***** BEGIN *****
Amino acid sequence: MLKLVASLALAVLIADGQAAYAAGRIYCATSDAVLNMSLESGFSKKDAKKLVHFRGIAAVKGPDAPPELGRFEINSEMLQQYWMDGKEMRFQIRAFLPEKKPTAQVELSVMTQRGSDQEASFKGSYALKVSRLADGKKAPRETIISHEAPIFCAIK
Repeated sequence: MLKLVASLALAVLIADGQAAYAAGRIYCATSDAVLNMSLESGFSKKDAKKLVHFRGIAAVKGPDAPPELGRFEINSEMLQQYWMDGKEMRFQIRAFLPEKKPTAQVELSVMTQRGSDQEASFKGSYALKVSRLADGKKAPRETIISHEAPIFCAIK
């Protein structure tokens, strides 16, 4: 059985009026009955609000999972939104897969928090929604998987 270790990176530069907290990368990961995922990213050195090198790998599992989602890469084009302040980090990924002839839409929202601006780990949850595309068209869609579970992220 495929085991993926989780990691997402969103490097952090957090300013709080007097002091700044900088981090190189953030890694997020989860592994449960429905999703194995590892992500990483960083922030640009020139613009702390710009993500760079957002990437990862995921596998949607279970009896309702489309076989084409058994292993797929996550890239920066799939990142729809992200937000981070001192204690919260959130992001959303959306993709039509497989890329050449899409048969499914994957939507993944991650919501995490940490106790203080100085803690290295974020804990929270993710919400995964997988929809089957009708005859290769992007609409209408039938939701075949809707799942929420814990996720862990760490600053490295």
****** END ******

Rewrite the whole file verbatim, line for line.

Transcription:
Amino acid sequence: MLKLVASLALAVLIADGQAAYAAGRIYCATSDAVLNMSLESGFSKKDAKKLVHFRGIAAVKGPDAPPELGRFEINSEMLQQYWMDGKEMRFQIRAFLPEKKPTAQVELSVMTQRGSDQEASFKGSYALKVSRLADGKKAPRETIISHEAPIFCAIK
Repeated sequence: MLKLVASLALAVLIADGQAAYAAGRIYCATSDAVLNMSLESGFSKKDAKKLVHFRGIAAVKGPDAPPELGRFEINSEMLQQYWMDGKEMRFQIRAFLPEKKPTAQVELSVMTQRGSDQEASFKGSYALKVSRLADGKKAPRETIISHEAPIFCAIK
């Protein structure tokens, strides 16, 4: 059985009026009955609000999972939104897969928090929604998987 270790990176530069907290990368990961995922990213050195090198790998599992989602890469084009302040980090990924002839839409929202601006780990949850595309068209869609579970992220 495929085991993926989780990691997402969103490097952090957090300013709080007097002091700044900088981090190189953030890694997020989860592994449960429905999703194995590892992500990483960083922030640009020139613009702390710009993500760079957002990437990862995921596998949607279970009896309702489309076989084409058994292993797929996550890239920066799939990142729809992200937000981070001192204690919260959130992001959303959306993709039509497989890329050449899409048969499914994957939507993944991650919501995490940490106790203080100085803690290295974020804990929270993710919400995964997988929809089957009708005859290769992007609409209408039938939701075949809707799942929420814990996720862990760490600053490295």